Today’s hearing in the UK’s streaming economics inquiry was the long-awaited appearance of Spotify, Apple Music and Amazon Music to field questions from the Digital, Culture, Media and Sport (DCMS) Committee. There were some strong signals about where the committee is heading in terms of its likely recommendations though, and some interesting signs of willingness on the part of the DSPs to engage with them.
Over the past few days Australians have gotten a flavour of what a global tech power will do to avoid regulation. Now we are getting an idea of what a world-class capitulation looks like after Facebook agreed to re-friend Australia after securing what appears to be technical changes to legislation it had been determined to skewer.
Alphabet’s Google is negotiating individual licensing deals with a divided Spanish news industry that could allow the U.S. tech giant’s news service to resume in the country, three sources close to the matter told Reuters. Google News, which links to third party content, closed in Spain in late 2014 in response to legislation which meant it had to pay a mandatory collective licensing fee to re-publish headlines or snippets of news.
Splice, the music creation platform helping creators make and collaborate on music easily from home, has closed a $55 million Series D funding round led by Goldman Sachs Growth, Splice announced in a blog post yesterday (Feb. 22). Other investors in the round include investment firm MUSIC (a joint venture between SONGS Music Publishing founder/former CEO Matt Pincus and Liontree), USV, True Ventures, DFJ Growth and Flybridge.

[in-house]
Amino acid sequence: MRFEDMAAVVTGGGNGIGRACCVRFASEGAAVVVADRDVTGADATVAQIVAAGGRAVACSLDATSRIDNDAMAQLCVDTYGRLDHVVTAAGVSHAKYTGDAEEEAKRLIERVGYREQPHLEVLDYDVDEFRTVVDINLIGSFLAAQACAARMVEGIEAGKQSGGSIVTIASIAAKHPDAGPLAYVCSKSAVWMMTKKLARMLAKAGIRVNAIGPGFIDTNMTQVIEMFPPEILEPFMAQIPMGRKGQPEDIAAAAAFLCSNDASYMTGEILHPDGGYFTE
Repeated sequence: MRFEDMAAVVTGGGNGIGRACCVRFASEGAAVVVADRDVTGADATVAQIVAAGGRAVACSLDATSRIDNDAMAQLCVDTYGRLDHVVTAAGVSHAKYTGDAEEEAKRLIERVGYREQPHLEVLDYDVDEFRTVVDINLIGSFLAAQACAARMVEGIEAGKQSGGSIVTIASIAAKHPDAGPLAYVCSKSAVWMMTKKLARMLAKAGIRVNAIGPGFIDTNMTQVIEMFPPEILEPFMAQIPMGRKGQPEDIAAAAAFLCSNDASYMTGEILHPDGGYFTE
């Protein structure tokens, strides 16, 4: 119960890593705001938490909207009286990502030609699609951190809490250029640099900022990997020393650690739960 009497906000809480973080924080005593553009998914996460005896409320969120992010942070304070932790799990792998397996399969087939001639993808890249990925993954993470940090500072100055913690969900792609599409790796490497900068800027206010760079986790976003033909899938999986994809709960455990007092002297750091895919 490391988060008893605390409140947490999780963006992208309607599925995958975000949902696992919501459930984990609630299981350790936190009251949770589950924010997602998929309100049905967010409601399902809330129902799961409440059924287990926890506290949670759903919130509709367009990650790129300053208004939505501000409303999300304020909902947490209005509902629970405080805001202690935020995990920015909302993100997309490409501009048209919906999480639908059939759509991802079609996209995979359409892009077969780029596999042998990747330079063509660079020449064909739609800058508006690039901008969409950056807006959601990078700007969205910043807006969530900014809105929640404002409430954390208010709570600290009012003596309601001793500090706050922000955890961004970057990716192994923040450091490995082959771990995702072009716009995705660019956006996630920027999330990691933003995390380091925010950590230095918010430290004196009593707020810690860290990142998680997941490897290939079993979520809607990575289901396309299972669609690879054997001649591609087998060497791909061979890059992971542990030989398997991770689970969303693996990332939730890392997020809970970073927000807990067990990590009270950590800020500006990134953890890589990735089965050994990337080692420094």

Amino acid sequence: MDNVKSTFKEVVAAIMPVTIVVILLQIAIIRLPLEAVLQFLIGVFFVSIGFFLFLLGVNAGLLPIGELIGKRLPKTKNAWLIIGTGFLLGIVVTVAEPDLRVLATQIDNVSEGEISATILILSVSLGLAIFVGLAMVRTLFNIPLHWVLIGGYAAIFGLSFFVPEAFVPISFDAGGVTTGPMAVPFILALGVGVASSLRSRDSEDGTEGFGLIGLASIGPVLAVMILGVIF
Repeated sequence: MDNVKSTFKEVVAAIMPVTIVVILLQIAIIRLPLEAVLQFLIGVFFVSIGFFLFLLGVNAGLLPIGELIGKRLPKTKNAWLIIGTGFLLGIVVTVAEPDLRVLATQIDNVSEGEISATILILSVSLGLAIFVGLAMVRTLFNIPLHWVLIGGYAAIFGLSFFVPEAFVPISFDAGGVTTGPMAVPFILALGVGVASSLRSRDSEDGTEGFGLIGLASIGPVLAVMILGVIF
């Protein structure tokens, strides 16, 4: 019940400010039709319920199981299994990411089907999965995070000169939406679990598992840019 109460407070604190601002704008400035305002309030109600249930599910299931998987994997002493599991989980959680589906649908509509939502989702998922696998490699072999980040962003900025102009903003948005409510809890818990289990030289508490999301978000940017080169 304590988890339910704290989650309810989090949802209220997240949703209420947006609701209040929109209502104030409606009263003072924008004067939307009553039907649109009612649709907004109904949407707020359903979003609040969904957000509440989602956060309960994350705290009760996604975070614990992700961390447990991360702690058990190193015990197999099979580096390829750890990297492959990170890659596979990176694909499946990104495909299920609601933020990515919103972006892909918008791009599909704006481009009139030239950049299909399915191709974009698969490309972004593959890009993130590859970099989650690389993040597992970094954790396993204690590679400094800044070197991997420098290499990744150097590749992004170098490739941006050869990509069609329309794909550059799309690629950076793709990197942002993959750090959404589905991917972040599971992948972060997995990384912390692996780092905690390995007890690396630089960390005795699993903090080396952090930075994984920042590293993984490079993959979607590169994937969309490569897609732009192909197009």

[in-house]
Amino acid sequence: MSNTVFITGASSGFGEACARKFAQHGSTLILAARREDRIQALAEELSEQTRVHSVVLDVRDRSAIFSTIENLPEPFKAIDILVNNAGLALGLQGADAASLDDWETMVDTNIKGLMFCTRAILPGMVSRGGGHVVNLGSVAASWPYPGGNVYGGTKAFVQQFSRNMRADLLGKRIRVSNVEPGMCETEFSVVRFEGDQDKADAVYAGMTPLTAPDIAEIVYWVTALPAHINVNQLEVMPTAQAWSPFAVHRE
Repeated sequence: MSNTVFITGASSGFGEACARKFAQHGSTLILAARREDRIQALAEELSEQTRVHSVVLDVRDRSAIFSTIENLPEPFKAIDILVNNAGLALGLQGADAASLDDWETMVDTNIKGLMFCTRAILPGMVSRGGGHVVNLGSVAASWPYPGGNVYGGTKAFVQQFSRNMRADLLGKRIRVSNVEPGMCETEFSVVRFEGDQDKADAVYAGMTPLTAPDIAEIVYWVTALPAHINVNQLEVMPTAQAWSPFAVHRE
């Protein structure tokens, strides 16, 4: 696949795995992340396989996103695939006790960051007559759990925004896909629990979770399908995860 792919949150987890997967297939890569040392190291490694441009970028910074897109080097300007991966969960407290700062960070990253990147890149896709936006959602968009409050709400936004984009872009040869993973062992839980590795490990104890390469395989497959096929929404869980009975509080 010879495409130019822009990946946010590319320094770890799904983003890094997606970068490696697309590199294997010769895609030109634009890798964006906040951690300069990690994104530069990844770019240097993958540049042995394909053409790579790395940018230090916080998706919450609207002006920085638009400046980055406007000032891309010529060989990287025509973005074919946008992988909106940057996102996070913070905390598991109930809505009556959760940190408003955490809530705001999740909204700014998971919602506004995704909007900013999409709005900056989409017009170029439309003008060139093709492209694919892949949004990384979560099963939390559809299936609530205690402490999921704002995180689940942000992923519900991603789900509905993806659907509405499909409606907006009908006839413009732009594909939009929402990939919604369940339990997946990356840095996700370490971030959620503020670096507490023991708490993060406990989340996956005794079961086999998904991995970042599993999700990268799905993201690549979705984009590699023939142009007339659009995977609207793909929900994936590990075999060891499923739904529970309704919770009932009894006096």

A coalition of Hollywood studios and entertainment guilds have dispatched a letter to newly installed President Joe Biden detailing in broad strokes what his administration can to do help the entertainment industry recover from the COVID-19 crisis. “The pandemic has put roughly 465,000 film and television jobs in the U.S. at risk,” read the letter, which was signed by the Motion Picture Association, the DGA, SAG-AFTRA, IATSE, IFTA and the AFL-CIO (DPE).
Facebook said on Monday that it would restore the sharing and viewing of news links in Australia after gaining more time to negotiate over a proposed law that would require it to pay for news content that appears on its site. The agreement means users and publishers in Australia can once again share links to news articles, after Facebook had blocked the practice last week.
As part of its news announced at its live event today, Spotify announced a set of new creator tools and resources, including the expansion of Marquee, the launch of a tool called “Discovery Mode” into beta testing, the opening of the Canvas looping visual feature to all artists and its plans to expand its Spotify for Artists platform to be available in 25 additional languages.
During its live-streamed event today, Spotify officially confirmed its plans to launch paid podcast subscriptions on its platform. As a first step, the company will this spring begin beta testing a new feature in its Anchor podcast creation tool that will allow U.S. creators to publish paid podcast content aimed at their “most dedicated fans.”
In a letter from the CreativeFuture coalition, stakeholders from the film, television, music, photography and publishing industries said the coronavirus pandemic has led to a significant increase in digital piracy with many Americans spending more time at home during lockdowns.
The UK government is “obviously concerned” at the repercussions of Facebook’s shutdown of large numbers of news and public information resources in Australia, Downing Street has said, confirming that the culture secretary will meet the US company this week.